David Foster Wallace received various awards for his work, including the Whiting Award, the Lannan Award for Fiction, The Paris Review Prize for humor, and an O. Henry Award.


Here are some of Wallace's thoughts on literature and where he thinks he stands in the big picture:




Personal Reactions:

David Foster Wallace’s book Consider the Lobster is a collection of non-fiction essays which he wrote about various aspects of human nature and which ponder some extremely interesting philosophical dilemmas. I especially enjoyed this book because of the way Wallace can relate almost any situation to an everyday example that anybody can understand. He has an incredible ability to analyze a concept in every way imaginable and still present a coherent argument and statement to the reader. Throughout his essays in the book, he makes liberal use of brilliant analogies in order to allow the reader to truly understand and see the idea that he is trying to get across.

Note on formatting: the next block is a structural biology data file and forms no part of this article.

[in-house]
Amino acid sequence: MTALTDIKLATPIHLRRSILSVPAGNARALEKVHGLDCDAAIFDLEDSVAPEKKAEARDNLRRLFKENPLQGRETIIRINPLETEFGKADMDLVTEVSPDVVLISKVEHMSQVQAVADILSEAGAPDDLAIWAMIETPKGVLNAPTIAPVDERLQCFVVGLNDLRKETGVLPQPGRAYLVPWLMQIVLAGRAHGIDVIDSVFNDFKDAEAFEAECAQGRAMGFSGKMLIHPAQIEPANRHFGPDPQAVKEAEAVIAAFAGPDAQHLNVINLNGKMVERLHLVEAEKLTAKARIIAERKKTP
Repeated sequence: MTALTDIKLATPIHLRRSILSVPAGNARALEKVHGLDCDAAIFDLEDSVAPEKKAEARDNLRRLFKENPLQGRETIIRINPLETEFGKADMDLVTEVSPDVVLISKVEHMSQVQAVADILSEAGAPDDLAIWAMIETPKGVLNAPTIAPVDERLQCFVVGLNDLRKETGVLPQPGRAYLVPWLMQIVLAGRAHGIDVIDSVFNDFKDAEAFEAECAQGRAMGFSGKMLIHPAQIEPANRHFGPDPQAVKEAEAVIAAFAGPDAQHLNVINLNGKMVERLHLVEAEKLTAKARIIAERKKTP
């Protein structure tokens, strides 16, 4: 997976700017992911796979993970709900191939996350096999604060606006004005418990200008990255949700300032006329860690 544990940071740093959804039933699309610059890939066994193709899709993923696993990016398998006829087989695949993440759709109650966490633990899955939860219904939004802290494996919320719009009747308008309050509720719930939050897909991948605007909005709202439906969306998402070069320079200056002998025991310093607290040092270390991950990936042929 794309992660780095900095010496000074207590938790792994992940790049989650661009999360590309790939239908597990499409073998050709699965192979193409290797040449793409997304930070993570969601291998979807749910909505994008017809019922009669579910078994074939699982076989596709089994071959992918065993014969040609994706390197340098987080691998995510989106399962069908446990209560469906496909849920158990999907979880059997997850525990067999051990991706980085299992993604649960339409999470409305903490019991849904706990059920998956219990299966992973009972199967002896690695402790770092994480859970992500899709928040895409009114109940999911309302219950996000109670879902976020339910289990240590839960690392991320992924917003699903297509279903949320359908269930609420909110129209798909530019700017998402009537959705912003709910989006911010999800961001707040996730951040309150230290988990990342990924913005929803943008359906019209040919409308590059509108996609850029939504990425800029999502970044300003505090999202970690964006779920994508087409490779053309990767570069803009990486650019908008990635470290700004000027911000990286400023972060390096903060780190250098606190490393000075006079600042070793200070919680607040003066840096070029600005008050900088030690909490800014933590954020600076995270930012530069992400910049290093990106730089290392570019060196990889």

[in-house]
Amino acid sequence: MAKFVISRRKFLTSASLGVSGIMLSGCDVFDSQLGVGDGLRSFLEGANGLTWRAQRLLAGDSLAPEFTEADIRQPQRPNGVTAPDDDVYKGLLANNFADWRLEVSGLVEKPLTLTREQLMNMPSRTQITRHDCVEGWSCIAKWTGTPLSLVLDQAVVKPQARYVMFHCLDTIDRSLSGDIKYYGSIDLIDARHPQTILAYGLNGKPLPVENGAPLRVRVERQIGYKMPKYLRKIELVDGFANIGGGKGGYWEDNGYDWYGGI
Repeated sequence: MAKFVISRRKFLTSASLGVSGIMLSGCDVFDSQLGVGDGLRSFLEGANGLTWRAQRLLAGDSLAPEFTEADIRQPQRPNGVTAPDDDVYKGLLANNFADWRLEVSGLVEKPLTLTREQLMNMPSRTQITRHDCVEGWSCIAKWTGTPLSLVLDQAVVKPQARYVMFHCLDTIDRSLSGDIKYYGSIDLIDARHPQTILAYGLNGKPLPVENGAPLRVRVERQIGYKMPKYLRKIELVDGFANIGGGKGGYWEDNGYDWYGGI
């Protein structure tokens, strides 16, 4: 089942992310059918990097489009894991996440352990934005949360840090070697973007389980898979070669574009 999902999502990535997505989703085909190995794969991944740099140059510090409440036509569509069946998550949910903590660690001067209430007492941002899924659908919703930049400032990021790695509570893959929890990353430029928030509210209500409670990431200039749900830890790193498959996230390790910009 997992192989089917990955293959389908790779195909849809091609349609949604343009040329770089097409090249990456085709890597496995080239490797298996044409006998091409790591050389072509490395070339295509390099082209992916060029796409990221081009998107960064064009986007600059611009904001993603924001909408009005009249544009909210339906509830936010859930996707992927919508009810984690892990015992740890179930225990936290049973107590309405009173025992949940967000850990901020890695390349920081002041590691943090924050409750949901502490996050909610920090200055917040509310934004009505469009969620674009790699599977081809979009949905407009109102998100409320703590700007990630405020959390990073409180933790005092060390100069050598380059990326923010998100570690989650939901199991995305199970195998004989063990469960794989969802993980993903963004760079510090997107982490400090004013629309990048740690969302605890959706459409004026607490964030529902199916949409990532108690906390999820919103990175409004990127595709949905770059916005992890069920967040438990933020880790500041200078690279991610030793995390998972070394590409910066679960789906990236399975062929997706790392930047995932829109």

In this book, Wallace presents his own take on many (often controversial) topics ranging from the argument of whether or not animals, specifically lobsters, feel pain, to a detailed description and analysis of the personalities behind the American porn industry. As I read through Wallace’s thoughts on these subjects, I felt that I completely understood where he was coming from, and that what he was saying was incredibly true. His remarks on society, which often times are very satirical, are extremely insightful and caused me to rethink my own views about the world. I was in awe at how easily he made writing seem, and as if the words he wrote on the page were being taken directly out of my own mouth. His writing style is addicting, to say the least. Every sentence put a different thought into my head, encouraging me to keep reading to find out what other insights he had in store.